A modelagem ecológica de nicho vem contribuindo para investigar a distribuição geográfica e conservação de espécies raras ou com poucos registros de ocorrência. Neste sentido, investigou-se a distribuição conhecida e potencial da espécie Colobosauroides carvalhoi Soares & Caramaschi, 1998, discutindo as implicações para a conservação da espécie. Os dados foram coletados por meio de coletas manuais realizadas em amostragens trimestrais realizadas em três regiões distintas, considerando as regiões com registros de ocorrência conhecidos e áreas adjacentes. A distribuição conhecida foi determinada a partir dos novos registros de ocorrência e dados da literatura e a distribuição potencial estimada por meio de um modelo ecológico de nicho com uso do algoritmo MaxEnt. Vinte e cinco exemplares da espécie C. carvalhoi foram coletados exclusivamente em formações arbóreas da Caatinga e áreas de interface entre a Caatinga e o Cerrado. Estes resultados corroboram a relativa raridade da espécie e refletem a história biogeográfica do grupo, relacionada a ambientes florestados e que apresentam condições ambientais mais amenas. Os registros de ocorrência de C. carvalhoi indicam novos registros, entretanto, o valor de distribuição conhecida foi compatível com valores de distribuição restrita. O modelo ecológico de nicho estimou poucas áreas adequadas à ocorrência da espécie, corroborando um padrão de distribuição restrita e relictual. Por fim, os valores de distribuição conhecida e potencial estimados são compatíveis com valores definidos para espécies ameaçadas. Estes resultados sugerem um cenário preocupante para a conservação de C. carvalhoi. Entretanto, a atual limitação de dados populacionais dificulta uma adequada avaliação de seu status de conservação. Portanto, sugerimos o uso dos valores de distribuição potencial como critério alternativo para avaliar seu status de conservação até que novos estudos possam subsidiar uma melhor avaliação da conservação da espécie.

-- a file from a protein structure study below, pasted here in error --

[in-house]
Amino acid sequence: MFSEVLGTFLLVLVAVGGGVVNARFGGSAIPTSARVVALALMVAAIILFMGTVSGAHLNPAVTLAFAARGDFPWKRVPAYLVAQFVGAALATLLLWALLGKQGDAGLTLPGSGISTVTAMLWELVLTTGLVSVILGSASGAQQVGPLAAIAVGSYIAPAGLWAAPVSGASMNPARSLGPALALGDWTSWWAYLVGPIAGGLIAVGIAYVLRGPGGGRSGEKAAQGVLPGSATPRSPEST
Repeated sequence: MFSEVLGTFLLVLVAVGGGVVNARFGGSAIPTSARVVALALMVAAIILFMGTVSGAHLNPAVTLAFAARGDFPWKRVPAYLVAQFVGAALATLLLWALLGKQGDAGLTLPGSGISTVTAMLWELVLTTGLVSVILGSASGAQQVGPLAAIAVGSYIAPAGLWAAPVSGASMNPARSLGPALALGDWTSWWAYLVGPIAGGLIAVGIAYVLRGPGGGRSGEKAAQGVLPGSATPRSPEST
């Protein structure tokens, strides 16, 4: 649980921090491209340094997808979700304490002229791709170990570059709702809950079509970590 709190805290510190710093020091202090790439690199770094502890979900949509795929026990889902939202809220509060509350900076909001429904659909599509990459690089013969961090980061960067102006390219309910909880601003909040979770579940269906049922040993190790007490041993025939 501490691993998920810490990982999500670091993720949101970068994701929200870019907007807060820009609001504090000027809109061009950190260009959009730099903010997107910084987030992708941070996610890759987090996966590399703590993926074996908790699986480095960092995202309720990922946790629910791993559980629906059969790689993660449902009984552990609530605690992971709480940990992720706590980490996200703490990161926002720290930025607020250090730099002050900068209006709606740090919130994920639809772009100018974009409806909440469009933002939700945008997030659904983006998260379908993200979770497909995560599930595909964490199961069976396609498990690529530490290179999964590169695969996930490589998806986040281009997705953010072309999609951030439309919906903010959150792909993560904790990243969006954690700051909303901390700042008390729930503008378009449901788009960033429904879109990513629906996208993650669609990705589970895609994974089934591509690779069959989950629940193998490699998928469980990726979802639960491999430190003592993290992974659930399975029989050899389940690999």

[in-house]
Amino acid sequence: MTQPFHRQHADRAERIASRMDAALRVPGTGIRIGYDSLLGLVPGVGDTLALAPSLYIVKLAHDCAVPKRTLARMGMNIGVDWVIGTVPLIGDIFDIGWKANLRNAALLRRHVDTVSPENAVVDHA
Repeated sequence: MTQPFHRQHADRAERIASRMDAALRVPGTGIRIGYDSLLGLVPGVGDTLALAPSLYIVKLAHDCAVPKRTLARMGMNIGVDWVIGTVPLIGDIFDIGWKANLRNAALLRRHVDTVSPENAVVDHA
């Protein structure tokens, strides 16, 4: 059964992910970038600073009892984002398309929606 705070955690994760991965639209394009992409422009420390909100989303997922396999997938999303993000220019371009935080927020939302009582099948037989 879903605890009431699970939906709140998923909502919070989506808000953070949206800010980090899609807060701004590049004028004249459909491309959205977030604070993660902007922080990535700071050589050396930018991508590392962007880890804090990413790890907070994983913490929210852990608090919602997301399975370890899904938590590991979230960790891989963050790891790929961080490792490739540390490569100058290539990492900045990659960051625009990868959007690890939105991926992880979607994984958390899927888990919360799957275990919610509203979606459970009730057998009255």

Palavras-chave:  Caatinga; MaxEnt; modelo ecológico de nicho

1. Introduction

Knowledge about geographical distribution is essential to assess the conservation of species (Araújo and Williams, 2000; Guisan and Thuiller, 2005; Papes and Gaubert, 2007). Thus, geographical distribution is an important criterion for assessing the risk of extinction and species conservation status (IUCN, 2012). However, the limited data from species occurrence records make it difficult to investigate geographical distribution and conservation aspects (Araújo and Williams, 2000; Guisan and Thuiller, 2005; Winck et al., 2014; Sales et al., 2015).

Currently, the use of ecological niche models have been applied for diverse purposes (Araújo and Williams, 2000; Guisan and Thuiller, 2005; Giannini et al., 2012). Although the use of ecological niche models for species with few occurrence records or present-only datasets is a challenge (Giannini et al., 2012; Winck et al., 2014), in many cases, the ecological niche model is the best alternative for investigating the geographical distribution of such species (Attorre et al., 2012; Winck et al., 2014).

Different techniques in ecological niche modeling estimate the suitable areas for species occurrence on the basis of datasets of occurrence records and environmental variables (Guisan and Zimmermann, 2000; Guisan and Thuiller, 2005; Phillips et al., 2006; Giovanelle et al., 2010). Often, the maximum entropy algorithm (MaxEnt), compared to other algorithm models, shows a good performance for prediction of distribution with few occurrence records or presence-only occurrence datasets (Guisan and Zimmermann, 2000; Phillips et al., 2006; Costa et al., 2010).